Crustacea – Lobsters, Crabs, Prawns, Shrimps and Barnacles

  • The Common Lobster (Homarus vulgaris) occurs in deeper water below the low tide level around the Irish coast. A relative of the crabs and shrimps, lobsters have no bones in their bodies but instead rely on a hard ‘exo-skeleton’ like a suit of armour, that has to be sloughed off and regrown as the animal gets older and increases in size. Lobsters are fished all around the Irish coastline using baited pots and experiments have been conducted to try and repopulate areas where lobsters are scarce using juvenile lobsters raised in specially built lobster hatcheries.

  • The Common Prawn (Palaemon serratus) is completely transparent and has a long serrated ‘rostrum’ that projects forward between its eyes like a spike. Prawns are very common on rocky shores, particularly if there are rock pools for them to hide in at low tide. Their powerful tail can flick forwards suddenly to propel them back out of harm’s way if they are attacked.

  • The Common Shrimp (Crangon crangon) is likely to be found in soft sand where it can wiggle down and bury itself easily. Unlike the Common Prawn, it is speckled in many shades of yellowy brown to hide itself in the sand.


  • Common Shore Crabs (Carcinus maenas) are abundant on all rocky shores and can be found easily in rock pools, under rocks and seaweed. They have two powerful claws that they use to defend themselves and to catch food, as well as a hard shell with a serrated edge. Like lobsters, crabs must discard their shells as they grow and then hide until the new one hardens. This is why you can sometimes find ‘soft’ crabs on the beach that have not yet hardened up.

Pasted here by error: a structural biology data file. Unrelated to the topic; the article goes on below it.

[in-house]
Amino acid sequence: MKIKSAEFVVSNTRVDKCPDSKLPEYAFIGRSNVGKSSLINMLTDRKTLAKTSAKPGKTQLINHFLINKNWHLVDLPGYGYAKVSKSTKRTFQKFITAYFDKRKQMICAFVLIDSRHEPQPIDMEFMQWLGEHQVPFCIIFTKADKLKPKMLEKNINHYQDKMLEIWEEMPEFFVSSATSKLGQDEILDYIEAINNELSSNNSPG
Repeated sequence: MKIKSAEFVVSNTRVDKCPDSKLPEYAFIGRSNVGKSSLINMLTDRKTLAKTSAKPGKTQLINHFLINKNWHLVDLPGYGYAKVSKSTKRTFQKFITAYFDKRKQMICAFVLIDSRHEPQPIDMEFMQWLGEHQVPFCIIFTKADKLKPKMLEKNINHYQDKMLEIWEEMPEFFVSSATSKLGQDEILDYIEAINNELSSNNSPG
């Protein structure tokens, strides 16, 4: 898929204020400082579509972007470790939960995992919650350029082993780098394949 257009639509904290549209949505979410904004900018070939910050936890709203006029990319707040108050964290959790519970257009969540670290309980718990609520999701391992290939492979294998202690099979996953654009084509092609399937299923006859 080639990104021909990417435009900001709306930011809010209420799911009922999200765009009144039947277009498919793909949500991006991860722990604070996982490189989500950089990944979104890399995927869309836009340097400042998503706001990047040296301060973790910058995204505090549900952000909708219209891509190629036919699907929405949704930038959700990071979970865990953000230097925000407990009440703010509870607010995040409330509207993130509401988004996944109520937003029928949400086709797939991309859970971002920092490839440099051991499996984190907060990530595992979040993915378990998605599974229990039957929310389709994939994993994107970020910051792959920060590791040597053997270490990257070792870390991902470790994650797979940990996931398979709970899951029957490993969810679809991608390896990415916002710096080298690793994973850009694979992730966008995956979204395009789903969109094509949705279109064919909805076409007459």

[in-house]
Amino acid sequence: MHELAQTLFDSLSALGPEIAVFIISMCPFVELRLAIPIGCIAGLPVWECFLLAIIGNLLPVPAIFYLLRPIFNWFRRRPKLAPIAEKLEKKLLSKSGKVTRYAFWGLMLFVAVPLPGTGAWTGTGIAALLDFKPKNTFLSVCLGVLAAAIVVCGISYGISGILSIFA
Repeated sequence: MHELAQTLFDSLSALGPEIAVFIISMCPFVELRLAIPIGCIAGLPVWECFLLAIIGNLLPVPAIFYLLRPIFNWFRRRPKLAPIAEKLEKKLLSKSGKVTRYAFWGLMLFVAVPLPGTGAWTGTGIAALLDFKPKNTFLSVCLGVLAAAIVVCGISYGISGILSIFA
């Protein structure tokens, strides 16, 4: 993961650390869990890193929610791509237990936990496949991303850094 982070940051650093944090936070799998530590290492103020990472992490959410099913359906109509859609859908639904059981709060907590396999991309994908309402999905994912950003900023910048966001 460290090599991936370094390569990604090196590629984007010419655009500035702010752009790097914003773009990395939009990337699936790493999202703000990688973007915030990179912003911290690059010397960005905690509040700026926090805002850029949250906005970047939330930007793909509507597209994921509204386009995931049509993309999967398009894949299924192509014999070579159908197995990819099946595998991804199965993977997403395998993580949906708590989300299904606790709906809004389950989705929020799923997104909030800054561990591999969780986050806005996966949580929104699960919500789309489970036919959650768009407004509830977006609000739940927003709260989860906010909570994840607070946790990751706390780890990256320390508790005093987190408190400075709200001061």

• The Edible Crab (Cancer pagurus) is fished around the Irish coast at many ports, particularly in Wexford, Galway and Donegal. It is found in deeper water below Irish beaches, although young specimens can sometimes be found sheltering under rocks at low tide. The Edible Crab is brick red or brown in colour with a distinctive ‘pie crust’ edge on its shell and two powerful claws.

  • Hermit Crabs (Pagurus bernhardus) do not have complete shells of their own but ‘borrow’ the empty shells of whelks and winkles to protect their soft tails. They are found at middle and lower shores around Ireland and may sometimes even share their ‘rented accomodation’ with a rag worm that lives inside and a sea anemone that fixes itself to the top.


  • The Common Barnacle (Semibalanus balanoides) resembles a tiny white volcano with double doors. In reality it is a kind of crab that lives on its back inside a chalky shell and uses its legs to grab food from the passing water, rather than run around chasing after it. Barnacles, of different species are found from the lower shore to the splash zone along rocky coasts.

  • Sandhoppers (Talitrus saltator) are found in huge numbers on rocky shores, sheltering under the dead seaweed at the top of the beach or under rocks further down. By night, they come out to feed on seaweed and can be heard jumping about by means of their powerful tails, sometimes leaping quite long distances.

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